“We’re not necessarily seeing a lot of large-scale M&A, we’re seeing single-digit billion-dollar deals,” said Matthew Leskowitz, mmanaging director of healthcare investment banking at Goldman Sachs. “Many of the deals in this environment are in commercial or near-commercial assets.”
Not all providers have to provide care at the top of their license
As the pandemic emergency wanes, what type of care should large health systems provide? It should be complex care and urgent care, some say.
But the reality, as mentioned above, is that it’s all about primary care. Health systems, payers, providers, retailers are all looking to strengthen their positions in this area. This means that primary care – assuming it is routine care – can and should be virtualized. That’s the philosophy of companies like KeyCare, mentioned above, which uses an Epic-based telehealth platform to target virtual care providers to health systems that want to provide this convenience to their patients.
“Part of our focus is to help offload from health systems much of what I call the triple R effect — the routine, repetitive, rules-based care — the easier, commercialized type of work,” said its CEO, Berkowitz. “It opens up the health system to be able to take care of the more complex problems.”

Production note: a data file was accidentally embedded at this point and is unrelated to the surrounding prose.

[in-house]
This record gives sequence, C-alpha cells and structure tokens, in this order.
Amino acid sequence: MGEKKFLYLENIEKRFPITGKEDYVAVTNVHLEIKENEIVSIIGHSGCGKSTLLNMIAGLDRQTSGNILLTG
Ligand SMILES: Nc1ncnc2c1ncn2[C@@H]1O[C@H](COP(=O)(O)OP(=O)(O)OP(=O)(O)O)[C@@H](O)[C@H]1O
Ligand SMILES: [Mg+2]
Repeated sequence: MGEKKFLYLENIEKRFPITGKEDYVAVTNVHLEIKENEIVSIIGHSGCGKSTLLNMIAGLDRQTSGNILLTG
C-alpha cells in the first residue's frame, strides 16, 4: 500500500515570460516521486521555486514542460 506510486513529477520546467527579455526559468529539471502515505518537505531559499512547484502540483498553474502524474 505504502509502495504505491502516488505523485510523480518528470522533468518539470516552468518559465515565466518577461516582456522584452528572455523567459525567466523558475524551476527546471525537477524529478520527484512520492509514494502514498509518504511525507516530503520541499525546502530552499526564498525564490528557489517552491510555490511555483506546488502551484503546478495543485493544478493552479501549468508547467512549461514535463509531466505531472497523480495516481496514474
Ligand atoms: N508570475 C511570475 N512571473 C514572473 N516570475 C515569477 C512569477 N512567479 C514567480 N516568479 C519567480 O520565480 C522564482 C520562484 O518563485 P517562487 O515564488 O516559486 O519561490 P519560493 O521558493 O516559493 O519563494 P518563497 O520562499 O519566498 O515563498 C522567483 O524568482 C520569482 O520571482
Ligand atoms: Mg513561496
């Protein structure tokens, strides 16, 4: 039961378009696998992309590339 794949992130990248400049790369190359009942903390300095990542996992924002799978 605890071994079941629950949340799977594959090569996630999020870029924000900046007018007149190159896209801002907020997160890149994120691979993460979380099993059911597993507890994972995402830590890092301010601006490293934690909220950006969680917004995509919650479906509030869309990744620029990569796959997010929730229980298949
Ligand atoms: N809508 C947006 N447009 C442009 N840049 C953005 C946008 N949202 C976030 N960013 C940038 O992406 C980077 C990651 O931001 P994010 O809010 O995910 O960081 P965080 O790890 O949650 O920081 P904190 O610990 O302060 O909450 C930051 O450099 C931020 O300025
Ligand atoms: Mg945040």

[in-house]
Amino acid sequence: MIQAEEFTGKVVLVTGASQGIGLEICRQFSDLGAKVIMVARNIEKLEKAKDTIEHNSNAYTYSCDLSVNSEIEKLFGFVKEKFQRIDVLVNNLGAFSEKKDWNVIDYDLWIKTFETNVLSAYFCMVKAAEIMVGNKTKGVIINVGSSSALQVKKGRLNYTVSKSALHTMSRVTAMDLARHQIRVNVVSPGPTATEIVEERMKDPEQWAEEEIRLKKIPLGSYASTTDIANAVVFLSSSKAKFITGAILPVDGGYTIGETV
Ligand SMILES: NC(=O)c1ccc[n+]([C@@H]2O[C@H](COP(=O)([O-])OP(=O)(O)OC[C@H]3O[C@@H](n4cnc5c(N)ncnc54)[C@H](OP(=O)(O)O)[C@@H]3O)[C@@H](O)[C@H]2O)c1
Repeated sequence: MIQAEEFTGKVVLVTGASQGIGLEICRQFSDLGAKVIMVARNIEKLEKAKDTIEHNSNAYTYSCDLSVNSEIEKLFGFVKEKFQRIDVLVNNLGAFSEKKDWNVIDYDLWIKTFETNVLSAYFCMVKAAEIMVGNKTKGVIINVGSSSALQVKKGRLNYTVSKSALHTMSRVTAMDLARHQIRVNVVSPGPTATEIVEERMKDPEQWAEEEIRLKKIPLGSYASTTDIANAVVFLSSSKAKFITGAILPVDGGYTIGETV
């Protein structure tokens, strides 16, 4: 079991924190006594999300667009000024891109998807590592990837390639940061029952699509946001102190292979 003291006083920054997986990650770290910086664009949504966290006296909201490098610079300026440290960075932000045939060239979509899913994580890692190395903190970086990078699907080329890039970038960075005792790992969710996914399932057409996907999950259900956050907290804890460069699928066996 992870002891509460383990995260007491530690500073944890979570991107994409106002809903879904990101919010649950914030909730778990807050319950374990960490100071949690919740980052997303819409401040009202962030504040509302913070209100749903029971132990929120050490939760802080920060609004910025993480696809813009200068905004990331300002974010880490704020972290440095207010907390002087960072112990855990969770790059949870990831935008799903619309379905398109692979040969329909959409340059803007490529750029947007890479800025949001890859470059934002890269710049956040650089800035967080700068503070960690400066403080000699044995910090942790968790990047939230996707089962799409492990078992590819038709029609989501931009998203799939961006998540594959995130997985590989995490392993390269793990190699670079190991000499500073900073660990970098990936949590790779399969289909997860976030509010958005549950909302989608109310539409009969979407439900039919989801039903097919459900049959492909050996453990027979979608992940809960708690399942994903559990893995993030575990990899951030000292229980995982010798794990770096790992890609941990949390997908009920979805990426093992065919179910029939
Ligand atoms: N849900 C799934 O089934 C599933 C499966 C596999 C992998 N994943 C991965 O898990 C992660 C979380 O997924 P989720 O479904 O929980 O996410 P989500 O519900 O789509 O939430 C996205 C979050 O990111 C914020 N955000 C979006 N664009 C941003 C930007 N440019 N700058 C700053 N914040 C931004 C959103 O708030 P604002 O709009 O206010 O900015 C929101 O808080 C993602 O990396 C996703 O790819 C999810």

And that’s exactly the vision of CommonHeath Spirit CEO Wright Lassiter III when asked what the doctor’s role is in the future, given that so many different companies are trying to provide primary care. He believes in it some suppliers will be goodsalthough it is not what he envisions for his own organization.
“I don’t like just being a commodity. So I think for some of us, that’s what you’re going to be, and it’s not a negative role. It’s just more limited. I think our job is to be more than a commodity to all these people. Our role is in some cases to be counselors, in some cases to be connectors, not just someone at the bottom of the totem pole who somehow feeds off the scraps.
Shouldn’t innovation replace other things that came before?
Controlling costs and achieving better results is what was discussed endlessly on numerous panel discussions, no matter where you were in San Francisco last week. You would think that all the innovators in the room would be discussing the delivery of new therapies that make what was before less useful.